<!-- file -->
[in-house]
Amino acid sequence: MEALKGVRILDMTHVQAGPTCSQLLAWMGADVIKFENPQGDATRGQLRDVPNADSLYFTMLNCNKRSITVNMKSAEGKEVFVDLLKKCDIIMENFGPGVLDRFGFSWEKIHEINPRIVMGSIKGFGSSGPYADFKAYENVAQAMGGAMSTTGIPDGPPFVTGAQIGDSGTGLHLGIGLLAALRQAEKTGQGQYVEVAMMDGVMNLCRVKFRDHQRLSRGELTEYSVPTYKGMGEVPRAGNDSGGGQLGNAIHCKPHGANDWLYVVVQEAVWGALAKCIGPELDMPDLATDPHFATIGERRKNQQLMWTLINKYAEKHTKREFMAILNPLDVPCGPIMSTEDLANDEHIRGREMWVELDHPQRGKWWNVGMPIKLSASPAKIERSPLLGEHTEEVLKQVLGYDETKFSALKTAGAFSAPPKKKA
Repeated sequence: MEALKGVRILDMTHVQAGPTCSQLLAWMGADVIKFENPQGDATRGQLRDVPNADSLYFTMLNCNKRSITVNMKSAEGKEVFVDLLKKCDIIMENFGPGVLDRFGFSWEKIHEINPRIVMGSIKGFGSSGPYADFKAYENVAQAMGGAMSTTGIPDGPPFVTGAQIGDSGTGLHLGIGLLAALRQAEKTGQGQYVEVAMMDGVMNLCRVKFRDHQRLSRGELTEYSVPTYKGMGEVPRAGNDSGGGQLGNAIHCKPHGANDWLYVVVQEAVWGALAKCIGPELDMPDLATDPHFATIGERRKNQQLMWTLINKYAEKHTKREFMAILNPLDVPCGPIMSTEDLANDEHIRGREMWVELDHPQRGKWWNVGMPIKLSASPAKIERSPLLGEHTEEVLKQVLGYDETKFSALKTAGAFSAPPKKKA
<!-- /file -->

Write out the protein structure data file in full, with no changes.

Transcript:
[in-house]
Amino acid sequence: MEALKGVRILDMTHVQAGPTCSQLLAWMGADVIKFENPQGDATRGQLRDVPNADSLYFTMLNCNKRSITVNMKSAEGKEVFVDLLKKCDIIMENFGPGVLDRFGFSWEKIHEINPRIVMGSIKGFGSSGPYADFKAYENVAQAMGGAMSTTGIPDGPPFVTGAQIGDSGTGLHLGIGLLAALRQAEKTGQGQYVEVAMMDGVMNLCRVKFRDHQRLSRGELTEYSVPTYKGMGEVPRAGNDSGGGQLGNAIHCKPHGANDWLYVVVQEAVWGALAKCIGPELDMPDLATDPHFATIGERRKNQQLMWTLINKYAEKHTKREFMAILNPLDVPCGPIMSTEDLANDEHIRGREMWVELDHPQRGKWWNVGMPIKLSASPAKIERSPLLGEHTEEVLKQVLGYDETKFSALKTAGAFSAPPKKKA
Repeated sequence: MEALKGVRILDMTHVQAGPTCSQLLAWMGADVIKFENPQGDATRGQLRDVPNADSLYFTMLNCNKRSITVNMKSAEGKEVFVDLLKKCDIIMENFGPGVLDRFGFSWEKIHEINPRIVMGSIKGFGSSGPYADFKAYENVAQAMGGAMSTTGIPDGPPFVTGAQIGDSGTGLHLGIGLLAALRQAEKTGQGQYVEVAMMDGVMNLCRVKFRDHQRLSRGELTEYSVPTYKGMGEVPRAGNDSGGGQLGNAIHCKPHGANDWLYVVVQEAVWGALAKCIGPELDMPDLATDPHFATIGERRKNQQLMWTLINKYAEKHTKREFMAILNPLDVPCGPIMSTEDLANDEHIRGREMWVELDHPQRGKWWNVGMPIKLSASPAKIERSPLLGEHTEEVLKQVLGYDETKFSALKTAGAFSAPPKKKA